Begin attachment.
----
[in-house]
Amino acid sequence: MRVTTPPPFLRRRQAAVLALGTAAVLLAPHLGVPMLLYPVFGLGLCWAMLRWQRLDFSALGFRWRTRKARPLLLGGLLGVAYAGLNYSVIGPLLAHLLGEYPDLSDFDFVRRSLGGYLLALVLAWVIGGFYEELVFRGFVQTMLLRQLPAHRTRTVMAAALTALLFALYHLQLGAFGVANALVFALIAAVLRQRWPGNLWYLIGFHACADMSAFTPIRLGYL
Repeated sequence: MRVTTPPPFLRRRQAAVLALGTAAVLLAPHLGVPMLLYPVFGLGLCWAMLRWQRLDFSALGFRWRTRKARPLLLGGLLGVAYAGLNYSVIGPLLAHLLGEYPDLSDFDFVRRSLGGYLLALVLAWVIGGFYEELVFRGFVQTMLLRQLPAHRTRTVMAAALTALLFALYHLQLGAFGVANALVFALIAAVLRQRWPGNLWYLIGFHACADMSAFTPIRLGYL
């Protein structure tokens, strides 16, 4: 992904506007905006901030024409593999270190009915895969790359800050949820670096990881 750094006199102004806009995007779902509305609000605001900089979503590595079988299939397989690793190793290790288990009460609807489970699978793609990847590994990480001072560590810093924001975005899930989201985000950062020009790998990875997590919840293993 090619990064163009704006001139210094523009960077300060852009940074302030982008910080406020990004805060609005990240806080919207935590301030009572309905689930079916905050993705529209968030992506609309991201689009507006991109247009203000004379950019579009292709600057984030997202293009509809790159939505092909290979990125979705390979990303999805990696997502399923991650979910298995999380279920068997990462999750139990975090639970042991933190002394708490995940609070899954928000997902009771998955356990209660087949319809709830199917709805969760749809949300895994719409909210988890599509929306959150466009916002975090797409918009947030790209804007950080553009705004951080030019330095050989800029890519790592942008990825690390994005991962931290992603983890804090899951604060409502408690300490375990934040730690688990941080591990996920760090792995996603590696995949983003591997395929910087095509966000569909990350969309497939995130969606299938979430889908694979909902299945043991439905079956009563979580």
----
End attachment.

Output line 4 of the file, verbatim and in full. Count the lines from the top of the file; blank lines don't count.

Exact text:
């Protein structure tokens, strides 16, 4: 992904506007905006901030024409593999270190009915895969790359800050949820670096990881 750094006199102004806009995007779902509305609000605001900089979503590595079988299939397989690793190793290790288990009460609807489970699978793609990847590994990480001072560590810093924001975005899930989201985000950062020009790998990875997590919840293993 090619990064163009704006001139210094523009960077300060852009940074302030982008910080406020990004805060609005990240806080919207935590301030009572309905689930079916905050993705529209968030992506609309991201689009507006991109247009203000004379950019579009292709600057984030997202293009509809790159939505092909290979990125979705390979990303999805990696997502399923991650979910298995999380279920068997990462999750139990975090639970042991933190002394708490995940609070899954928000997902009771998955356990209660087949319809709830199917709805969760749809949300895994719409909210988890599509929306959150466009916002975090797409918009947030790209804007950080553009705004951080030019330095050989800029890519790592942008990825690390994005991962931290992603983890804090899951604060409502408690300490375990934040730690688990941080591990996920760090792995996603590696995949983003591997395929910087095509966000569909990350969309497939995130969606299938979430889908694979909902299945043991439905079956009563979580």